Asked by MSNBC’s Jen Psaki — who previously served as White House press secretary under Biden — whether she agreed with Tlaib’s statement that the president is supporting the “genocide” of Palestinians, Rep. Pramila Jayapal (D-Wash.) said on Sunday that she is “not willing to say that yet” but noted that Tlaib “is not the first person to say this.”
“There are credible reports from agencies across the world and the United Nations have said we are hurling towards the genocide of Palestinians,” said Jayapal, who chairs the Congressional Progressive Caucus. “That is not an isolated view.”
Rep. Barbara Lee (D-Calif.), in an interview with CNN on Friday, several times sidestepped a question on whether she agrees with the sentiment that Biden is supporting the genocide of Palestinians. Lee said Biden needs to “speak very clearly about a cease-fire.” But the California Democrat said she understands the “personal aspects of this, and the trauma, and the fear” that Tlaib has over the war.
“Every member has their own points of views, every member understands what is important and what beliefs will lead to a path to peace,” she said. “You’ve got to understand Congresswoman Tlaib’s points of views and her personal history with her family … and also understand that there are many of us who have points of views, but we all come together when we know that we want to stop this killing of civilians.”
Meanwhile, the office of Rep. Brad Schneider (D-Ill.) has been seeking signatures for a letter that rejects the use of the phrase and reaffirms support for Biden.
“We all feel deep anguish for the human suffering caused by the war in Gaza,” the letter states, according to a copy obtained by Punchbowl News. “Hamas started this war with a barbaric terrorist attack on October 7, 2023, and neither the Palestinian nor Israeli people can have peace as long as Hamas still rules over Gaza and threatens Israel.”
The fresh criticism of Tlaib comes less than a week after several Republicans voted with Democrats to table a resolution to censure the Michigan Democrat that was introduced last month by Rep. Marjorie Taylor Greene (R-Ga.). In the resolution, Greene accused Tlaib of “antisemitic activity, sympathizing with terrorist organizations, and leading an insurrection at the U.S. Capitol complex,” in reference to Tlaib’s participation in an Oct. 18 protest organized by Jewish advocacy groups demanding an immediate cease-fire in Gaza.
Tlaib was one of 10 lawmakers to oppose an October resolution condemning Hamas and voicing support for Israel. She called Greene’s resolution “unhinged” and “deeply Islamophobic.”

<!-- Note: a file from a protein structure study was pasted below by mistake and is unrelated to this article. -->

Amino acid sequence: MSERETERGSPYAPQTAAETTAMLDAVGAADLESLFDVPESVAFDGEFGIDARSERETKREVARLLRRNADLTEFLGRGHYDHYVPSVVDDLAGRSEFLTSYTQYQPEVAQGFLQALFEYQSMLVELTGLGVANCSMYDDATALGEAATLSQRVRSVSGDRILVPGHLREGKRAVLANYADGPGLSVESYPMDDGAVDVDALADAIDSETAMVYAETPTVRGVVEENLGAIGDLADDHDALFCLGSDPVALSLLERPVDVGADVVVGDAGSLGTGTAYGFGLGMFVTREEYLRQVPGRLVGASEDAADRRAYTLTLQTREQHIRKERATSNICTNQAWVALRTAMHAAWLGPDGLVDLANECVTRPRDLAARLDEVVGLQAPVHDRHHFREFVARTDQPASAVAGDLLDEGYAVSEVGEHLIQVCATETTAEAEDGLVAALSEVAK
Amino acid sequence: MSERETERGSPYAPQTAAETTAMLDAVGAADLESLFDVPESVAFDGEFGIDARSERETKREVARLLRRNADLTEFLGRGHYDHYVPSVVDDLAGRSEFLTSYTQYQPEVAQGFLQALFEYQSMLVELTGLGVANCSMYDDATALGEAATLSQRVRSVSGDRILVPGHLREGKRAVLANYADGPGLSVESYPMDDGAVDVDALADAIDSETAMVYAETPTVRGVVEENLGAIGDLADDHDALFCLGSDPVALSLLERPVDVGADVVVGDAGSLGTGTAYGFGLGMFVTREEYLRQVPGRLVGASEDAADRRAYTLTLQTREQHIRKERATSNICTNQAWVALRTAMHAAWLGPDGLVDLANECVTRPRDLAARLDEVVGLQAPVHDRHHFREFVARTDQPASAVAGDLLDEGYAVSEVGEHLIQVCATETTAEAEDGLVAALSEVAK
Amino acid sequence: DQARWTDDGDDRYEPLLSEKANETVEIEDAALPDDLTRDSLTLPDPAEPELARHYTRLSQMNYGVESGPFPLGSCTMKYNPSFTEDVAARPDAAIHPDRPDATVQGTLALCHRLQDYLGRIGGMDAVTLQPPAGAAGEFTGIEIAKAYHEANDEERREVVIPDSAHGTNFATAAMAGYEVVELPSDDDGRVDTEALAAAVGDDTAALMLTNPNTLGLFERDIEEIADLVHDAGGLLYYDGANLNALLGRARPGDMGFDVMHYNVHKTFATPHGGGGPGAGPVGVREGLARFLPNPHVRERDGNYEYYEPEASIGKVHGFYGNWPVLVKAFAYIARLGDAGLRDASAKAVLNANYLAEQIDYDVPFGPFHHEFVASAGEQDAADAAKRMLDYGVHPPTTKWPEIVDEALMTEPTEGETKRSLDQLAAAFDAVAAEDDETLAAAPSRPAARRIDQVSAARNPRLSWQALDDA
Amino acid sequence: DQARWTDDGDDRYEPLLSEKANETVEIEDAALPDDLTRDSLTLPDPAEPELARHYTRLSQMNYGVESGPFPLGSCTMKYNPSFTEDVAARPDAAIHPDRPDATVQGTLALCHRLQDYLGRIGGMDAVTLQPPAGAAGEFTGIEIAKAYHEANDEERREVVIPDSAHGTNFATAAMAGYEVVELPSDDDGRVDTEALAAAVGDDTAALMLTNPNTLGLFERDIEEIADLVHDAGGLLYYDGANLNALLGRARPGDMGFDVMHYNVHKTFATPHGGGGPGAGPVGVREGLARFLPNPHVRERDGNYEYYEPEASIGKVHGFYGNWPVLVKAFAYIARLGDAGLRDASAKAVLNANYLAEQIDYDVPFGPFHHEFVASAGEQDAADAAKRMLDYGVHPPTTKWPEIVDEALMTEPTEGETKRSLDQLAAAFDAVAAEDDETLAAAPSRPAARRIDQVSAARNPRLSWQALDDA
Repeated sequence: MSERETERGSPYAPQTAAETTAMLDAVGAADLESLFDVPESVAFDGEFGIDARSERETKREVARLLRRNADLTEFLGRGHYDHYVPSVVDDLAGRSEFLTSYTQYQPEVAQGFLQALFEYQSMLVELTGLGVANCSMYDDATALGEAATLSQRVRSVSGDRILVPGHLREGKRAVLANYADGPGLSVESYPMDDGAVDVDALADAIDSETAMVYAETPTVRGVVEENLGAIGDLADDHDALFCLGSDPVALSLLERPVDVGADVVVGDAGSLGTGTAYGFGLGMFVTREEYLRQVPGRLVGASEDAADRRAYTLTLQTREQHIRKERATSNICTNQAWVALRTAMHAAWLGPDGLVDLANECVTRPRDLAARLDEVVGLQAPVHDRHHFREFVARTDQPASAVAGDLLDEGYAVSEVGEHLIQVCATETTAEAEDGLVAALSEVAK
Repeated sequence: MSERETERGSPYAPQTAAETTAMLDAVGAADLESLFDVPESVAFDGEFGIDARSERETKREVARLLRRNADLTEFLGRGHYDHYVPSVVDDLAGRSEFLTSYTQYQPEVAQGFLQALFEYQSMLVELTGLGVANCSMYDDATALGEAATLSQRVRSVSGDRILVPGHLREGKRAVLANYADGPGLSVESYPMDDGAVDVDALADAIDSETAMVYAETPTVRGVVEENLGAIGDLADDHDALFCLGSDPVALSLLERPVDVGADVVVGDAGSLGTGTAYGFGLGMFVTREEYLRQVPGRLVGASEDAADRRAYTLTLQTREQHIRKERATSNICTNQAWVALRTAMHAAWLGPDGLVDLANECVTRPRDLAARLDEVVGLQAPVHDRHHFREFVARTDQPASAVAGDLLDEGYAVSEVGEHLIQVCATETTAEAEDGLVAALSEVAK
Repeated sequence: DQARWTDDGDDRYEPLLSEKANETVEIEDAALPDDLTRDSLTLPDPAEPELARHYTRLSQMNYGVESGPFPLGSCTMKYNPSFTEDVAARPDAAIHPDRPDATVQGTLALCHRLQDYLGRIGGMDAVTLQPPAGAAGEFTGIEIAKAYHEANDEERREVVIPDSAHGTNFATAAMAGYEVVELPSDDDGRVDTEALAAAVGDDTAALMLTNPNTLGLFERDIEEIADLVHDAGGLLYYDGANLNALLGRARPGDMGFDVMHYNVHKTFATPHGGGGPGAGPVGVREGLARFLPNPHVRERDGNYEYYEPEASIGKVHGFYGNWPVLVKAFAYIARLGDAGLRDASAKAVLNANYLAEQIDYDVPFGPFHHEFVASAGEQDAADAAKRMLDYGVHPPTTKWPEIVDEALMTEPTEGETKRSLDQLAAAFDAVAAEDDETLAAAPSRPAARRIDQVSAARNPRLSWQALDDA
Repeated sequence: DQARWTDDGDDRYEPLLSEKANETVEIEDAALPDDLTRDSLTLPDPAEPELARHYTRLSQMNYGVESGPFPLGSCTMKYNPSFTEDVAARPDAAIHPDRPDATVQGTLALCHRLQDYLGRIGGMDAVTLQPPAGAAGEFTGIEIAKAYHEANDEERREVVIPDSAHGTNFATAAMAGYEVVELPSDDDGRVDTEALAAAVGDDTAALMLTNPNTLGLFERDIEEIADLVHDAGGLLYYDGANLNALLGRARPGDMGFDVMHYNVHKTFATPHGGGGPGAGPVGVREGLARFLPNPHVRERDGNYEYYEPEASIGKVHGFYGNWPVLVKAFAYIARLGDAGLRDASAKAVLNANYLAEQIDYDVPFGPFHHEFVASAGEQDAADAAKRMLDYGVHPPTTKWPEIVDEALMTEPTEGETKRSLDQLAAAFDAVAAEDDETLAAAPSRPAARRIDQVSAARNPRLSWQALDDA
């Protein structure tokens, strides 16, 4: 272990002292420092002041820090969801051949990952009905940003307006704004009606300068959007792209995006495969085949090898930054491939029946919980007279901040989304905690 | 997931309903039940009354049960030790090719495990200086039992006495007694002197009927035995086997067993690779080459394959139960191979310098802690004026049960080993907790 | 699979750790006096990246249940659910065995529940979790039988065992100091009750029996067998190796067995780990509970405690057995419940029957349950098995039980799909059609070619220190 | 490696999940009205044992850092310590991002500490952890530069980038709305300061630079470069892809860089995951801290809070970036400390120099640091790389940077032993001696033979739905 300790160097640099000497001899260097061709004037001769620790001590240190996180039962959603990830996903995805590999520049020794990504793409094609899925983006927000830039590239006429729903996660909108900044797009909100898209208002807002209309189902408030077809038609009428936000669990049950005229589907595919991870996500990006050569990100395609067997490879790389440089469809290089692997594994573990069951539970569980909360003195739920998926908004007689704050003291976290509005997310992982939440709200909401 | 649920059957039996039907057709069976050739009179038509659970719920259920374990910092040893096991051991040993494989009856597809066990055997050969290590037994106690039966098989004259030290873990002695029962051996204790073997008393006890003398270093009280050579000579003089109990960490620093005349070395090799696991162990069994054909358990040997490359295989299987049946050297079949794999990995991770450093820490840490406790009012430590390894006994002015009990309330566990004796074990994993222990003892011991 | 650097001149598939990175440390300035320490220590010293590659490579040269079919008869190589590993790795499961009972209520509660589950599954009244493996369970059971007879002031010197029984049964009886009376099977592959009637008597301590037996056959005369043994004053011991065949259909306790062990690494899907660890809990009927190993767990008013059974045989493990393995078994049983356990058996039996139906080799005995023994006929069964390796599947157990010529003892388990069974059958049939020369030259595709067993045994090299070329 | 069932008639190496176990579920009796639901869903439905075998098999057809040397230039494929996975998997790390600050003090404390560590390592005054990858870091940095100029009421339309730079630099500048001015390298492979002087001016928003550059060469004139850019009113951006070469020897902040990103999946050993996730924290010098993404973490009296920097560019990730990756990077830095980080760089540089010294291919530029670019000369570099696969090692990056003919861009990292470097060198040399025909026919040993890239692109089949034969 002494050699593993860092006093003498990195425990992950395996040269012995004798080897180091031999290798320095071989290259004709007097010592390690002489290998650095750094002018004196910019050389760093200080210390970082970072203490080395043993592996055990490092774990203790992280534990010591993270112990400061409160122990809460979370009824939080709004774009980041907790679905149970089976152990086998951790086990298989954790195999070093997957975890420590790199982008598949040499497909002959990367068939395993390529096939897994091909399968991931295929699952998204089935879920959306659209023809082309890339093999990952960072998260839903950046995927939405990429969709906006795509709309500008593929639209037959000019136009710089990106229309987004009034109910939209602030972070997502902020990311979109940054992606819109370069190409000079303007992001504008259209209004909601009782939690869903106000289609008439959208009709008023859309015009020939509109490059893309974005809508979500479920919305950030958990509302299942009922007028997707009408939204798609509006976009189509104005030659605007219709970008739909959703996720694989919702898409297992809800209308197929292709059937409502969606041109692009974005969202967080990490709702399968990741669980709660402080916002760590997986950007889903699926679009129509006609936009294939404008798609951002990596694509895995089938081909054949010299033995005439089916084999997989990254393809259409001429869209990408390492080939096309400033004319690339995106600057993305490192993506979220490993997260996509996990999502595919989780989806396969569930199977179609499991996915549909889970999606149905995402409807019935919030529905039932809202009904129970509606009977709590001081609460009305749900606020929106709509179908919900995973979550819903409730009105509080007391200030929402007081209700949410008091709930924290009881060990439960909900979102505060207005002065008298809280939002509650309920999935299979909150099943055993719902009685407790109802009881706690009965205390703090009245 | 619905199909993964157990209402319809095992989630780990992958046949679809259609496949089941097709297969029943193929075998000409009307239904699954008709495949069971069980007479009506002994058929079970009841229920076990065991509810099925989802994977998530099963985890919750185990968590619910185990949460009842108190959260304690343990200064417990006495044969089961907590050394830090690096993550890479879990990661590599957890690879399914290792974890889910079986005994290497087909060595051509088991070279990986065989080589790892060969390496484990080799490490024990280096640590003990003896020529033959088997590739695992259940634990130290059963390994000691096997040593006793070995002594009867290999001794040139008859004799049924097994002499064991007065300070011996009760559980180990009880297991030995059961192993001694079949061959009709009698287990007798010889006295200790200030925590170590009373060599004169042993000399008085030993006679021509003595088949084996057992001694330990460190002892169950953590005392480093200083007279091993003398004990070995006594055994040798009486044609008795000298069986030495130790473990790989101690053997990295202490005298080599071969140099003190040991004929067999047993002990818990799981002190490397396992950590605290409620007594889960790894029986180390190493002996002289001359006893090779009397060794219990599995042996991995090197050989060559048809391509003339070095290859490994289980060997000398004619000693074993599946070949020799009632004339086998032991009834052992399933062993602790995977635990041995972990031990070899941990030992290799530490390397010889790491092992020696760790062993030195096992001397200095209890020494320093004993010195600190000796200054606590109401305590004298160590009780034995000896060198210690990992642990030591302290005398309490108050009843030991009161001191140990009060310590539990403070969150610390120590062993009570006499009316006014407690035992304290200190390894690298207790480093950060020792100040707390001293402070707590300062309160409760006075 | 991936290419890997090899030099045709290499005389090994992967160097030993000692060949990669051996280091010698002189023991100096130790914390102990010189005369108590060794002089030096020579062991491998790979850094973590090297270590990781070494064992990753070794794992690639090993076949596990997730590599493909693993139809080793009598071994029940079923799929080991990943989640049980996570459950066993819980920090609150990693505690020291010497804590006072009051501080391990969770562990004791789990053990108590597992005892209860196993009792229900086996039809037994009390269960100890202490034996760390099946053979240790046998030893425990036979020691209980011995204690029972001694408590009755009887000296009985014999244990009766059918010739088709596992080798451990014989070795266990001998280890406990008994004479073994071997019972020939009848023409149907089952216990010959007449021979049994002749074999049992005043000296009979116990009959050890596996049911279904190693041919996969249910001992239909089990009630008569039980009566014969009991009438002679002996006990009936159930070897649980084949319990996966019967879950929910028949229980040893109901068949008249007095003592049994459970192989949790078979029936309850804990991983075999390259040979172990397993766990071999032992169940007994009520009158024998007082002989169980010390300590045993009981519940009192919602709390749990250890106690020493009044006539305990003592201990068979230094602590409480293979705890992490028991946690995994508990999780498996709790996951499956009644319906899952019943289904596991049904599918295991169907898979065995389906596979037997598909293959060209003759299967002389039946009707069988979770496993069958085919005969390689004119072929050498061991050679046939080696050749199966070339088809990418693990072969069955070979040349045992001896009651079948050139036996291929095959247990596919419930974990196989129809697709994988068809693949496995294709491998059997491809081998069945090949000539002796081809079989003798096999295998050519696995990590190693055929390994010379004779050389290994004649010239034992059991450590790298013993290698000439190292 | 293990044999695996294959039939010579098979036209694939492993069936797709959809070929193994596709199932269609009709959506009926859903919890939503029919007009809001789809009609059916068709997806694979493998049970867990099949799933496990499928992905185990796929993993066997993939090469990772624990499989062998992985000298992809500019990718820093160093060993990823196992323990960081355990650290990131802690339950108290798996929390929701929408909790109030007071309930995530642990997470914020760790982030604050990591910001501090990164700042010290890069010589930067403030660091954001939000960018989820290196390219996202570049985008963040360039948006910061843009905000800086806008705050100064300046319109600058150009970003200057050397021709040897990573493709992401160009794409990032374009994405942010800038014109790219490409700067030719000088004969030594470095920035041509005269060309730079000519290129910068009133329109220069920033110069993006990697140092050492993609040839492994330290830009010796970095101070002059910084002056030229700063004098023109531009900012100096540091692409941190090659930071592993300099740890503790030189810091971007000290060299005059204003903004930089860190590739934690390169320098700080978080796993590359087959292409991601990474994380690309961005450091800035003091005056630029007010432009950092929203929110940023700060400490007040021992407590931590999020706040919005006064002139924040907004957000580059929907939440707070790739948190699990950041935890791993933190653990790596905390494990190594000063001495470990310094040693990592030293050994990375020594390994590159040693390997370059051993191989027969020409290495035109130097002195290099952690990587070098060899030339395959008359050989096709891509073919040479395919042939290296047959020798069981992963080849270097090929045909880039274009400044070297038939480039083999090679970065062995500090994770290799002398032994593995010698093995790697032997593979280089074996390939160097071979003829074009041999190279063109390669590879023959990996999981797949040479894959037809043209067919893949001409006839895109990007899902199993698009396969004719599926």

Some of the 23 Republicans who voted against the censure resolution on Friday said they disagreed with Greene’s charge that Tlaib was violent, or that she attempted to lead an insurrection at the Capitol.
On Monday, Greene returned with a new resolution, this time rephrased to target some of the concerns raised by Republicans who voted against it. While the new resolution does not accuse Tlaib of inciting an “insurrection,” it says the congresswoman “incited an illegal occupation” of the Capitol on Oct. 18.
Rep. Richard McCormick (R-Ga.), who voted to table Greene’s original resolution on Thursday because he said the language in that resolution was not accurate, introduced a motion to censure Tlaib on Monday.
In remarks on the House floor, McCormick accused Tlaib of “promoting false narratives” regarding the Hamas attack on Israel and for “calling for the destruction of the state of Israel.” McCormick said the phrase “from the river to the sea” is a “genocidal call to violence to destroy the state of Israel and its people,” and he dismissed Tlaib’s defense of her use of the video, saying the phrase entails “Israel’s destruction and the denial of its fundamental right to exist.”
The resolutions are privileged, which means the House must bring it to a vote within 48 legislative hours.
The censure is a formal vote by the House to disapprove of a fellow member’s conduct, with that member often standing in the well of the chamber and listening to the House speaker read aloud the censure resolution. The move is often reserved for serious violations of House behavioral codes in situations when a member’s actions aren’t severe enough to merit expulsion. Stripping committee assignments is sometimes attached to the punishment.
In an X post, Sen. Jacky Rosen (D-Nev.) said Tlaib is “wrong” for using the phrase, which she said is “a call for eliminating the state of Israel that rejects a two-state solution & puts Jews in danger.”
“We must reject extremism,” Rosen said. “No matter which side of the aisle it comes from.”